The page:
In recent years, I have been doing the following activity on the first class after the winter break.
I split the class up into teams and, while listening to traditional music featuring the koto or shamisen, I have the students write on the blackboard as many words as they can in rōmaji related to the Japanese New Year.
In addition to being kind of fun--not barrels of fun, mind you, but fun enough--this activity can be rather instructive.
For starters, you'll find that many Japanese students, not being proficient in the Hepburn romanization, will write things such as fukubukuro with an "h" rather than an "f" (hukubukuro) or nengajō with a "y" (nengajyo). The reason for this is that many Japanese learn simpler forms of romanization known as kunrei-shiki or Nihon-shiki. For more on this, go here. This is a good chance to briefly re-introduce the students to the Hepburn romanization and encourage them to use it in the future.
My second year English Communication majors came up with the following words:
One of the interesting things about this is that while many Japanese students will offer up words like hagoita, a decorative paddle used when playing a game resembling badminton called hanetsuki or even tako-agé (kite-flying), you shouldn't expect to see any of your neighbors playing hanetsuki or flying kites on New Year's Day. (In all my years in Japan, I have never once seen young women in kimono playing this game.)
I then tell the students to ask one another if they had done any of the things on the board.
"Did you send any nengajō?"
Of the 23 students who attended that day, twenty had eaten o-sechi, four had shimenawa at the entrance of their homes, six had gone to the hatsu-uri New Year's sales, eleven had drunk o-toso, and so on.
Erasing those items which few or none of the students had partaken of, we came up with the following significantly pared down list:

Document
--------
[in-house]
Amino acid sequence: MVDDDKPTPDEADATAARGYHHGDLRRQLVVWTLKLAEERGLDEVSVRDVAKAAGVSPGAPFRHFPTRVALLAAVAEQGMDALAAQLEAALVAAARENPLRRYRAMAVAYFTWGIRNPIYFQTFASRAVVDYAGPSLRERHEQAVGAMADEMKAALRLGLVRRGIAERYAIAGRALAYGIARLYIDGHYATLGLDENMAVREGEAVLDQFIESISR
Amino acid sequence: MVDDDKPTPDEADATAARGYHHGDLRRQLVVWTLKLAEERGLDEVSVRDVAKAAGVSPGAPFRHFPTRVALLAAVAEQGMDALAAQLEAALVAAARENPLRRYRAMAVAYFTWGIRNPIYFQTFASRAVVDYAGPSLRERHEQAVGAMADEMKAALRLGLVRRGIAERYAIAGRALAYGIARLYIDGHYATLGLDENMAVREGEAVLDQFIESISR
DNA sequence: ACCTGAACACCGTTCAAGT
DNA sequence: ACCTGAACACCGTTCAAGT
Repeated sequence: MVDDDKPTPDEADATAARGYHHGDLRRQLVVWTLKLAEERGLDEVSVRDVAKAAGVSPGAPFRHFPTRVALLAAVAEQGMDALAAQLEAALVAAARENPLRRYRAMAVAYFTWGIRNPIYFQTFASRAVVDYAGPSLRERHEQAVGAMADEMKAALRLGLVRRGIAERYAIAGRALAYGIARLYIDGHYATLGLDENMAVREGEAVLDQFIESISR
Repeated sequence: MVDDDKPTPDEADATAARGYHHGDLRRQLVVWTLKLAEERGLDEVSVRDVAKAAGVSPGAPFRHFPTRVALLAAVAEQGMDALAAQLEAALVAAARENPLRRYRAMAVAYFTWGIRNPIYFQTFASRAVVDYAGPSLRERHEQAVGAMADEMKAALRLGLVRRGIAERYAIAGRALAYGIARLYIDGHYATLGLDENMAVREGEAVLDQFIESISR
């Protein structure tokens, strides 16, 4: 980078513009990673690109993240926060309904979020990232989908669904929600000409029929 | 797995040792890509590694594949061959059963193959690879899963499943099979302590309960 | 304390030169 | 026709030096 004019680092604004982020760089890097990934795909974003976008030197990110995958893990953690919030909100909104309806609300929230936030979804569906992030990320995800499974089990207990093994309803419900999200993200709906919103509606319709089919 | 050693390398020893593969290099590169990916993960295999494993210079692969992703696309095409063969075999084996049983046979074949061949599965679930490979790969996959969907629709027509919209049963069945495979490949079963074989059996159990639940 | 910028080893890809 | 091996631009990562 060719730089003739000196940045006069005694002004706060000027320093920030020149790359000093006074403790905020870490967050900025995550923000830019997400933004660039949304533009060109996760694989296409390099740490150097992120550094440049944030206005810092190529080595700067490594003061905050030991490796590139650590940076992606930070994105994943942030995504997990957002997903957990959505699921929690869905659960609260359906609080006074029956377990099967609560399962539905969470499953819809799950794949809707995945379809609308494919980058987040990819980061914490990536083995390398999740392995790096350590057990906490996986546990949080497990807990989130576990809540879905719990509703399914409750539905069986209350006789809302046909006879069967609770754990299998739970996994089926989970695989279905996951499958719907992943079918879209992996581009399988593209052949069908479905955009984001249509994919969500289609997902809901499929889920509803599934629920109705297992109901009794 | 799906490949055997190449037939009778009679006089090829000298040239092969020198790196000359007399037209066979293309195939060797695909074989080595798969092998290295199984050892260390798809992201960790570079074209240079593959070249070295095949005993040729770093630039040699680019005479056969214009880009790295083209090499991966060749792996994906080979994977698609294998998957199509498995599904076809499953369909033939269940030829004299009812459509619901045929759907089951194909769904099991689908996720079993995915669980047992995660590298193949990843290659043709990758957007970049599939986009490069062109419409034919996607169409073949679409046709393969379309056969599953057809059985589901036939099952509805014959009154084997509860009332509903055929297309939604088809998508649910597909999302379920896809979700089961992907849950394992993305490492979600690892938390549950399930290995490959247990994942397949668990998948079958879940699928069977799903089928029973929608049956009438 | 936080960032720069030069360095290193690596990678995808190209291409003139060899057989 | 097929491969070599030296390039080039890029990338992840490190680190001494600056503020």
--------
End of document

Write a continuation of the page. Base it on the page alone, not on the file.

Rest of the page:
Where New Year's in Japan was once a very colorful, tradition-laden event, all that remains of it today, or so it seems, is the food, the shopping, and banal TV programs. Less than half of the students visited one Shintō shrine (hatsumōde), let alone three, during the holiday. It's kind of sad when you think about it.
Now, I'm not suggesting that we need to put the Shintō back in the Shinnen (new year), like some good Christians back home demand Christ be kept in that pagan celebration of the winter solstice also known as Christmas. But, I find it odd that the Japanese are so lackadaisical when it comes to their own heritage and culture.
Every year as Christmas approaches, I show my freshman classes "A Charlie Brown Christmas". I suspect that I have seen the special at least a hundred times by now, no exaggeration. Even though I have seen it so many times, it still hasn't gotten old for me. (Probably because of the music.) That said, this year I started paying attention more to the details of the show, such as the quality of the animation, how backgrounds are recycled, the way movement, such as walking, is conveyed. Considering that it was produced in 1965--it's older than me!--and hand drawn, it's not surprising that by today's high animation standards, it can have a somewhat amateur feel to it.